Andre LaSalle

The first headline I saw last Thursday morning was that Justin Amash had left the Republican Party.

For anyone unfamiliar with Amash, he came to some notoriety in May when he was the subject of both pointed criticism and applause when he suggested that President Trump had committed impeachable offenses, a conclusion he came to after reading the Mueller Report in its entirety.

Amash is an interesting character. Reading through his voting record over the past eight years, on topics ranging from abortion to same-sex marriage, EPA regulations and a president’s right to wage war without congressional approval, one thing is clear: Amash sees the world strictly through the lens of the constitution. His dedication to the constitution appears to be so unwavering that he is even willing to vote against things that he may personally agree with if they appear to violate constitutional law.

Like him or hate him, he’s been a rare instance of consistency and idealogical congruency during his time in the house, and although I disagree with a heck of a lot of his positions, I surely admire his steadfast and principled approach to his job as elected representative.

Although having been raised a Republican, having been elected as a Republican and having been re-elected as a Republican, Amash always voted based on constitutional merit rather than along party lines, a trait that made him an enemy of House Minority Leader Kevin McCarthy and many others in the Republican Party.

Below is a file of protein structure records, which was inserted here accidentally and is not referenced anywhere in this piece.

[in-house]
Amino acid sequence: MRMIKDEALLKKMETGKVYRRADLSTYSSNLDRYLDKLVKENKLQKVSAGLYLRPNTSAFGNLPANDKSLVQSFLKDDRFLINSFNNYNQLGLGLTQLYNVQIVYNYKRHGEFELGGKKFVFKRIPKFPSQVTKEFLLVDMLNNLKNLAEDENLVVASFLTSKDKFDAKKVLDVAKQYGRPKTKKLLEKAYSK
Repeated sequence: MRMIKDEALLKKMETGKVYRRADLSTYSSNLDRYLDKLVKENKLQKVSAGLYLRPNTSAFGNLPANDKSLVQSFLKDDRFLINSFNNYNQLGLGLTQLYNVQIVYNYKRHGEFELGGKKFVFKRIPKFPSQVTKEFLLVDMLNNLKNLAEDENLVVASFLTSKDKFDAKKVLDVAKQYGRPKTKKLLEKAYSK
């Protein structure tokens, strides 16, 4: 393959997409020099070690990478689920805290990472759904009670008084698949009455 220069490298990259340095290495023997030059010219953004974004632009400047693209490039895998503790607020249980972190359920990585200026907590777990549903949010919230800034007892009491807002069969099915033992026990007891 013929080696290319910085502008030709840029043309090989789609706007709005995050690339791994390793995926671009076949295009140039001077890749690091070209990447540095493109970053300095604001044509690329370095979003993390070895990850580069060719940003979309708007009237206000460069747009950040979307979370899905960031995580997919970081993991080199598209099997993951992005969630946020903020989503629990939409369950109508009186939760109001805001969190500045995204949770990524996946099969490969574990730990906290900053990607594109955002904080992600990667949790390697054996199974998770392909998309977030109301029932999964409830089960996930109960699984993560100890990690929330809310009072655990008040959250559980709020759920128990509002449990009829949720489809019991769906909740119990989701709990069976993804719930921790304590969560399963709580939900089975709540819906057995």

In his July 4 Washington Post editorial, Amash announced he was switching to independent status while criticizing our country’s increasingly partisan political climate. Amash referenced a warning from George Washington in which our first president warned that although partisanship was “inseparable from our nature,” it was indeed our “worst enemy.”

Partisanship seems to appeal to our sense of good versus evil, us versus them and our basic human need to be a part of something defined and delineated.

But while partisanship welcomes us with open arms to one side or the other, it shuts off parts of our brains – important parts.

Partisanship erodes our capacity for critical thinking and drowns our ability to deal with complex issues, all the while entrenching our country in political gridlock.

Out of control partisanship leads to overly simplistic black and white thinking like, “Build the wall!” or “Abolish ICE!” when real solutions might be more along the lines of “build some walls in strategic areas” or “review certain elements of how Immigration and Customs Enforcement functions.”

The real world is complex and complicated and desperately needs political processes that offer solutions and unification rather than the partisan tire-slashing every time the White House changes hands.

I would suggest we all declare our independence from the two major parties and make our message clear that they can no longer take us for granted.

As American citizens, we need to tell the two major parties that we want our representatives to have an (I) after their names and to freely sit wherever they want in the chambers, not just on one side of the aisle or another.

We should demand solutions and progress from our politicians and make it clear that partisan opposition at the expense of the American people is no longer an option. Our children and grandchildren deserve a functioning political system in a truly United States of America.

Andre LaSalle is a former Messenger staff writer.

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